As you might know I study English and history at University. One of my favourite classes of this semester is probably Early Modern English which combines both of my passions. Early Modern English is the English that was spoken between the 15th and the 17th century. It is the time when grammar and orthography were slowly standardized, the Great Vowel Shift happend and many irregular verbforms were "invented". By the wy, it is also the time of Shakespeare.
One of the topics we talk about during these classes are commonplace books.
Commonplace books were handwritten „scrapbooks“ which contained notes, recipes, quotations, letters and often little drawings. As you might imagines these things make them very personal and unique. They were often used to organize thoughts and knowledge about a poem, a novel or any piece of literature. Today we rather make notes next to the text we are reading, back in the old days people used commonplace books.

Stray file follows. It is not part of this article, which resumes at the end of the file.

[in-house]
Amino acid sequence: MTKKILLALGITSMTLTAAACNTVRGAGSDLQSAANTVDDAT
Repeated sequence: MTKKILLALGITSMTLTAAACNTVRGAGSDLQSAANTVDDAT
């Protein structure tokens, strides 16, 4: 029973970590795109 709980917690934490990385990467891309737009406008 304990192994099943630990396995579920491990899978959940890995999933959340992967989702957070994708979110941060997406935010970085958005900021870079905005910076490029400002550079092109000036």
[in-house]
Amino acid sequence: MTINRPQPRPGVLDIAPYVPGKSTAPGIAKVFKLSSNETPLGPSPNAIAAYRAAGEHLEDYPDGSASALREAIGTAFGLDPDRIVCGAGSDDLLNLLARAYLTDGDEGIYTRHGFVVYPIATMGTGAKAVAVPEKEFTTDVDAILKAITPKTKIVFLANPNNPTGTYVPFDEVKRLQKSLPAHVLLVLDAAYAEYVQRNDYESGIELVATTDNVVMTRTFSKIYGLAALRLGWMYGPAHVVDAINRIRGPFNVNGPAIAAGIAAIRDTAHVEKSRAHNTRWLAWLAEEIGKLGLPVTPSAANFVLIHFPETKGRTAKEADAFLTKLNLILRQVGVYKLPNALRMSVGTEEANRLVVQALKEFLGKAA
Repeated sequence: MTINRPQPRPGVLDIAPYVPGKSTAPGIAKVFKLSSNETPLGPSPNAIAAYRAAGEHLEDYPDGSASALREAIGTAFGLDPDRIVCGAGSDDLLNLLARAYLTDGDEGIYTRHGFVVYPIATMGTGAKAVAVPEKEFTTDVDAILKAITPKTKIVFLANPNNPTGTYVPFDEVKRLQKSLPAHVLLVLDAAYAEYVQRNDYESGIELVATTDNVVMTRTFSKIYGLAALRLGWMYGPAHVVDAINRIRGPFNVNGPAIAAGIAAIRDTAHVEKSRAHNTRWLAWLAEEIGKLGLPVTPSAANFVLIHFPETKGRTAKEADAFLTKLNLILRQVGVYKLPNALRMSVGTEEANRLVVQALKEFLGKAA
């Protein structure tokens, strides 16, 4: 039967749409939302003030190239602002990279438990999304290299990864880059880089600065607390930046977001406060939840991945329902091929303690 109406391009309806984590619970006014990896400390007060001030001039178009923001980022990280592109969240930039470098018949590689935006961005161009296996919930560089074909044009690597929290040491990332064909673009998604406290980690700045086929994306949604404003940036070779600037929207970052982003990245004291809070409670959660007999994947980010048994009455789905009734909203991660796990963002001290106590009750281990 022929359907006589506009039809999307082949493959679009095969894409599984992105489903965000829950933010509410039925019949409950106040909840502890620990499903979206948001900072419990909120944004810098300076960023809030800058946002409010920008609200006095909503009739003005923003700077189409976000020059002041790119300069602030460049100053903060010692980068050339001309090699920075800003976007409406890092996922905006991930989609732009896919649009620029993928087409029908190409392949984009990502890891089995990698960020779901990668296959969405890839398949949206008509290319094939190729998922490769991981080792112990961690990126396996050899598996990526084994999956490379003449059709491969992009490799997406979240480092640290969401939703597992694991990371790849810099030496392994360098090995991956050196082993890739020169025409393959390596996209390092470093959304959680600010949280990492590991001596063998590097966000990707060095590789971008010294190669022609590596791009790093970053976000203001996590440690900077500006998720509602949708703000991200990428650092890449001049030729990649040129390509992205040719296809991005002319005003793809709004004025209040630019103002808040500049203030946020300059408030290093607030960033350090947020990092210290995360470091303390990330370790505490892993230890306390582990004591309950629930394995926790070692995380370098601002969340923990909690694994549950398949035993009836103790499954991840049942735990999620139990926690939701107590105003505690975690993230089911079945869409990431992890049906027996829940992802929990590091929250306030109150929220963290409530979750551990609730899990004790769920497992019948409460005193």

They became popular in the Early Modern Europe (15th- 18th century) but the tradition started much earlier around 350BC in Greece where commonplace books were more a list or collection of arguments on a certain topic than a scrapbook. When the enlightenment came up they became especially important. John Locke suggested that adding an alphabetical index could be useful. It was also essential to him that people should be free in what they wrote in their commonplace books, there should not be any limitations to what someone would write into a commonplace book anymore.
When people in all classes became more literate they also became interested in reading about reading. These commonplace books reflect this phenomenon. Unfortunately, it is not exactly common to have such a commonplace book anymore but they live on in our diaries and scrapbooks. To some people who analyze the history of commonplace books, blogs can be seen as their modern version.
Funny side note: the verb of writing a commonplace book is called commonplacing.